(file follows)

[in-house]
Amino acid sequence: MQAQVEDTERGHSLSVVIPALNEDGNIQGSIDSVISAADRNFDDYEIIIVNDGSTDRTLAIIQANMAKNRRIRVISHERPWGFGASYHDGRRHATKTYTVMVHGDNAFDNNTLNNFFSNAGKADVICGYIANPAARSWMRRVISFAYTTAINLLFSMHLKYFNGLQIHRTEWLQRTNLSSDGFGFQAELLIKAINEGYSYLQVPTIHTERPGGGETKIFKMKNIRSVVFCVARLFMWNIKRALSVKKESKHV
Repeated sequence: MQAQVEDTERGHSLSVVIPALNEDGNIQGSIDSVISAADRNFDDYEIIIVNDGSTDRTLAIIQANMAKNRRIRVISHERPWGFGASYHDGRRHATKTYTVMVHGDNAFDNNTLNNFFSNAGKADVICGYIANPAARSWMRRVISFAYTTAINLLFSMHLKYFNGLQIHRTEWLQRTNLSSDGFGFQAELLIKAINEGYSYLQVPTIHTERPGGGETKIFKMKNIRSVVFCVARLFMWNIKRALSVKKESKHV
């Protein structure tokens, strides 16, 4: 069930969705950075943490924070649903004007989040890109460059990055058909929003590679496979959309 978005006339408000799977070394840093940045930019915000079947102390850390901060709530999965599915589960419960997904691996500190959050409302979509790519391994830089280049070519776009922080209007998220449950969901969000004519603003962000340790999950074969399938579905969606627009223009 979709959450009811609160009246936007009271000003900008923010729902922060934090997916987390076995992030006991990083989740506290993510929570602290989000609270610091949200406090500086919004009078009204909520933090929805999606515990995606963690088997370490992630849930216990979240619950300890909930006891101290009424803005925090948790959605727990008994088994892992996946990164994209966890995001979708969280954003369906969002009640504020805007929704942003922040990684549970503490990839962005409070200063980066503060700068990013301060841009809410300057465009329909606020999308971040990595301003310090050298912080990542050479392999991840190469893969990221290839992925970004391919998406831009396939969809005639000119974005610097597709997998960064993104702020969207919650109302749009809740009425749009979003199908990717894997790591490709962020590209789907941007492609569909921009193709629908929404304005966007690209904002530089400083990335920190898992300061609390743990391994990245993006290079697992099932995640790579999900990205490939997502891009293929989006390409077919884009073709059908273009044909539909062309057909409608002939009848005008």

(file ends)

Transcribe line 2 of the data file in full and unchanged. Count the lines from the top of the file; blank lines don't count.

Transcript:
Amino acid sequence: MQAQVEDTERGHSLSVVIPALNEDGNIQGSIDSVISAADRNFDDYEIIIVNDGSTDRTLAIIQANMAKNRRIRVISHERPWGFGASYHDGRRHATKTYTVMVHGDNAFDNNTLNNFFSNAGKADVICGYIANPAARSWMRRVISFAYTTAINLLFSMHLKYFNGLQIHRTEWLQRTNLSSDGFGFQAELLIKAINEGYSYLQVPTIHTERPGGGETKIFKMKNIRSVVFCVARLFMWNIKRALSVKKESKHV